Desperately we tried to get close, but the wise old brute just kept moving away, and it was soon obvious that we couldn’t catch up. Feeling dejected at the lost opportunity, we pushed the failed stalk to the back of our minds and kept trucking along. A few minutes later, we were blessed to spot another big bull walking along the shore of a lake. The wind was in our favor, and the hunt was back on. We quickly studied the shoreline and made the decision to move fast ahead of him and then settle in a narrow point of the lake, hoping he’d continue along the shoreline.

We settled in near a bush as close to the shoreline as we dared to get. Watching the bull meander along the shoreline, wandering this way and that, was torture. There were countless directions the bull could go, and he seemed not at all in a hurry to choose any particular route.

Finally, the bull set his gaze in our direction and started coming slowly but surely.

With Vicki running the camera, I grabbed my rangefinder and started painting different rocks and clumps of grass. I was hoping for a good quartering-away shot, and the bull must have read the script. He quartered away at a distance of 52 yards and I dialed my single TruGlo pin to the exact yardage and settled in. Concentrating on the release, I slowly applied pressure to the trigger, and my Hoyt sent my Beman arrow on its way. I watched with elation as my arrow buried up to the fletching into the bull’s chest.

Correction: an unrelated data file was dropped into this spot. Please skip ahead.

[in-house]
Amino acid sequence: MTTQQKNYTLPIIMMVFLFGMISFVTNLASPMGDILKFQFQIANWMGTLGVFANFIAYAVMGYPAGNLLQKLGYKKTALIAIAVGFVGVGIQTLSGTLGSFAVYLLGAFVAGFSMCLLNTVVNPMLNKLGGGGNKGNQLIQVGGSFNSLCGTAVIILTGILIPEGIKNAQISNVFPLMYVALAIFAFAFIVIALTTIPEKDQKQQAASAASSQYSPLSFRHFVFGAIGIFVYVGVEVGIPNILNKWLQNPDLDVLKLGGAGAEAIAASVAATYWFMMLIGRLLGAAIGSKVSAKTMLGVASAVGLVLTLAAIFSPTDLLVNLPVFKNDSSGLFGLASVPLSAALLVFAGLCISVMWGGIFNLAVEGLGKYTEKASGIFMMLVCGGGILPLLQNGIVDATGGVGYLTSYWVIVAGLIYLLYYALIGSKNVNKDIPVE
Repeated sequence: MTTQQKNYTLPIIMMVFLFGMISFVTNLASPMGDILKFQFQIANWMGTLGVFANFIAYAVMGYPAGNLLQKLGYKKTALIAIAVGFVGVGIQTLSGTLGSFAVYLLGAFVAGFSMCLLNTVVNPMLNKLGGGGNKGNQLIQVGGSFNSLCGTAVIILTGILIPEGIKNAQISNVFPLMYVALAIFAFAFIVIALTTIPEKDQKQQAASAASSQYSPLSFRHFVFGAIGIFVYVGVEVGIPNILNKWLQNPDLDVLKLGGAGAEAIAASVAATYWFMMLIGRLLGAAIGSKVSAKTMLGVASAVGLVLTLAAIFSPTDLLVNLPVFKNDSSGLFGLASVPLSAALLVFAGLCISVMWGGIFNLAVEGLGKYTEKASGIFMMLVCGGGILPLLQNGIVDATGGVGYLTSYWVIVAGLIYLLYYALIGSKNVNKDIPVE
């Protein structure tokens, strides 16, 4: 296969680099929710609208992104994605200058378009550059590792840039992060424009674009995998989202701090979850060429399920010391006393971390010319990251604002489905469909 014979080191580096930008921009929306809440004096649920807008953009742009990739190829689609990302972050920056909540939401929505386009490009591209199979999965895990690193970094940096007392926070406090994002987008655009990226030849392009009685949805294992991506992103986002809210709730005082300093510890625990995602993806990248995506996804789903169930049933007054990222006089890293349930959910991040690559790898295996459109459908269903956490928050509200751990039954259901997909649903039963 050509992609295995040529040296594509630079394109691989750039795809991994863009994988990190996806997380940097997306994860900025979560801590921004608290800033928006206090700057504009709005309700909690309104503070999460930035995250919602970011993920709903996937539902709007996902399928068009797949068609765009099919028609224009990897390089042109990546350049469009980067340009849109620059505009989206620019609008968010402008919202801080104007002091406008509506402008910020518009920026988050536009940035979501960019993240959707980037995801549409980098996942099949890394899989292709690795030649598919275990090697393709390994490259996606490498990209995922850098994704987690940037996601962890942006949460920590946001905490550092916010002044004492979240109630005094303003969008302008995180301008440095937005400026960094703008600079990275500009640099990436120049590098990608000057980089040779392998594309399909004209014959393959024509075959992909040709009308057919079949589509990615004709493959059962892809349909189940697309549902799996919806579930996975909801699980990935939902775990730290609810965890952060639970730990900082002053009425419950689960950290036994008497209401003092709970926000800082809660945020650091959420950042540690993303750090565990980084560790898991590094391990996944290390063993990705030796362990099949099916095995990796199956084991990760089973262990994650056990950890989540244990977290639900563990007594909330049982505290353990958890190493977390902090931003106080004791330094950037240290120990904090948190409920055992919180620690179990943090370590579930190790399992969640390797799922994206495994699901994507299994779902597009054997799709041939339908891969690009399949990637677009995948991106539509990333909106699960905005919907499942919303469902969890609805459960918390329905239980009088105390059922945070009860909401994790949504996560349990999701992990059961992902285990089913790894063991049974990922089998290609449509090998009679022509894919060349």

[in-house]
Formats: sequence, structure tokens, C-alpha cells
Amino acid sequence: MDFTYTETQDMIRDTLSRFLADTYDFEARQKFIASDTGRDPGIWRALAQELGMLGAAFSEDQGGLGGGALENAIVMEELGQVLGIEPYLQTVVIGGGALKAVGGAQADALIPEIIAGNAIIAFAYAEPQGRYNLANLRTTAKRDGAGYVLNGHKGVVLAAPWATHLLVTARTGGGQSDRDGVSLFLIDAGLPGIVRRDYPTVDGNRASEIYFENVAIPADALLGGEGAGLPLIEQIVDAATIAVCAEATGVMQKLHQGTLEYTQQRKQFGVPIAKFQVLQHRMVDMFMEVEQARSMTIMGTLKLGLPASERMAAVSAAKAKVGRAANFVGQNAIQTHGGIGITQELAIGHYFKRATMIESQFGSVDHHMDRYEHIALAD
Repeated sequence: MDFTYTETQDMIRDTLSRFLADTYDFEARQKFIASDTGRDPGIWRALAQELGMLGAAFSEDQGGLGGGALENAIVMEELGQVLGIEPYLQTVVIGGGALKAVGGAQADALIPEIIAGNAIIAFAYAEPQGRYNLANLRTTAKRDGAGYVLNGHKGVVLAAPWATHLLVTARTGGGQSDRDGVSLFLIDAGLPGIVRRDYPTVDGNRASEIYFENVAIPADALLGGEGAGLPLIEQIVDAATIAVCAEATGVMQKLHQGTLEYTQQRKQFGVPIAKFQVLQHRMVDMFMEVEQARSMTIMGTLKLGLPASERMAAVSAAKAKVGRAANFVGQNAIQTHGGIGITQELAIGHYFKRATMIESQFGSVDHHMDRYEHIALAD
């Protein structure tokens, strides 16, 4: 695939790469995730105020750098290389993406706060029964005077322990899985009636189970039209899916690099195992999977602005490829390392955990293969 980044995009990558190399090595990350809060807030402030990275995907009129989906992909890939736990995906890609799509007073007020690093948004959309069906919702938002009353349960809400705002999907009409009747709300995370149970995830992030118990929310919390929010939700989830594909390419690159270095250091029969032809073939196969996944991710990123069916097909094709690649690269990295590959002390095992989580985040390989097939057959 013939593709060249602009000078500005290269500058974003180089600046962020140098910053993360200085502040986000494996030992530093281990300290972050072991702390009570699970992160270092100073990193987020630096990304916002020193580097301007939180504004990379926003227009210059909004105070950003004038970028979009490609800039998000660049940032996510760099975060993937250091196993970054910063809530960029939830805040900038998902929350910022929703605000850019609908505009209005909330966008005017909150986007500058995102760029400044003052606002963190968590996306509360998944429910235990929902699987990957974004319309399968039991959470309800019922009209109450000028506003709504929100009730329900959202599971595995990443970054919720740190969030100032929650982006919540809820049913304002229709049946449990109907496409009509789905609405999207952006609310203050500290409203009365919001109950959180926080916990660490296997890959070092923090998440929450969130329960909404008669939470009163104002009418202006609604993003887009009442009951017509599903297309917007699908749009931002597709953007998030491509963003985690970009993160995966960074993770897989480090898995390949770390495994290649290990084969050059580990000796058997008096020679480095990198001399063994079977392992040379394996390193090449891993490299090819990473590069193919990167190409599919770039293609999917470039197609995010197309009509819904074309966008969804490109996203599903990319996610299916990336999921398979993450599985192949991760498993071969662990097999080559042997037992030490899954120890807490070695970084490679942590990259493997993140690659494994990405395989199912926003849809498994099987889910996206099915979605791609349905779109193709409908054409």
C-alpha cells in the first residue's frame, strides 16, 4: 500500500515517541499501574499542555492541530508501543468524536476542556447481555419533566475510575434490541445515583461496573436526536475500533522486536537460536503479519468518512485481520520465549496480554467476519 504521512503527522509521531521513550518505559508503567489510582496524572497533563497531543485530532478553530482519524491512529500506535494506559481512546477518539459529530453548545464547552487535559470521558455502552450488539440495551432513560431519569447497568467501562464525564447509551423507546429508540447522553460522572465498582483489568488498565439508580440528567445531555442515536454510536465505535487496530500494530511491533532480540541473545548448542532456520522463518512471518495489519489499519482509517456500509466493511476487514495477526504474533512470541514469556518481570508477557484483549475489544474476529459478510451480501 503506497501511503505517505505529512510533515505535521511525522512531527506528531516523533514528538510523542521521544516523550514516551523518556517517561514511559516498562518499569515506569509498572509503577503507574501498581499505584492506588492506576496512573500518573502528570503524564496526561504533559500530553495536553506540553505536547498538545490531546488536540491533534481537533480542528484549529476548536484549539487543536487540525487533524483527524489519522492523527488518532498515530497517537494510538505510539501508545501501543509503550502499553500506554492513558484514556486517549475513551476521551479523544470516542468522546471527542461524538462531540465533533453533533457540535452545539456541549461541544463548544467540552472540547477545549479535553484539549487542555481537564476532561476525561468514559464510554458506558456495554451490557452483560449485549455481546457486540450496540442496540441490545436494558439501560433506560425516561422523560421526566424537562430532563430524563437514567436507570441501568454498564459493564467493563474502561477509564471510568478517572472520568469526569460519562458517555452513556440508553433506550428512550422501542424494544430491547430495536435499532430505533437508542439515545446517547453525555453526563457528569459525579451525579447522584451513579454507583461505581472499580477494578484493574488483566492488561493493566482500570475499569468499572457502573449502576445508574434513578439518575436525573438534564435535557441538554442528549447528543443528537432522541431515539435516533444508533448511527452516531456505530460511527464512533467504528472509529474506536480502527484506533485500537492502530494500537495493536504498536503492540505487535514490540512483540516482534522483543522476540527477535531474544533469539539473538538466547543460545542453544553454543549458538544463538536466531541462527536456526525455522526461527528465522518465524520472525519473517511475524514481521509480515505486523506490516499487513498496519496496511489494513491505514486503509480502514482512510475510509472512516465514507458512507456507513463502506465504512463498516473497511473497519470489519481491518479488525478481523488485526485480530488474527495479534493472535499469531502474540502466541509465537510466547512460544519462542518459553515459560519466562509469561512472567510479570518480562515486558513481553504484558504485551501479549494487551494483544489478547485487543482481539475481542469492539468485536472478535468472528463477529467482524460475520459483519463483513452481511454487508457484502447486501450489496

As we made our way to the big bull, thoughts of the adventure raced through my mind — from the oncoming hurricane, to the long travel, to the miles of walking through bogs. But when I finally placed my hands on one of North America’s greatest trophies, those thoughts quickly disappeared.

If you dream of hunting caribou, you should strongly consider the woodland subspecies along the eastern shore of Newfoundland. You won’t regret it.

woodland caribou

A magnificent species, the woodland caribou, unlike other caribou species, prefer wooded areas, making them difficult to locate. This bull was spotted from a distance, and the team was able to plan an ambush.

Story and photos by Ralph Cianciarulo and Pete Rogers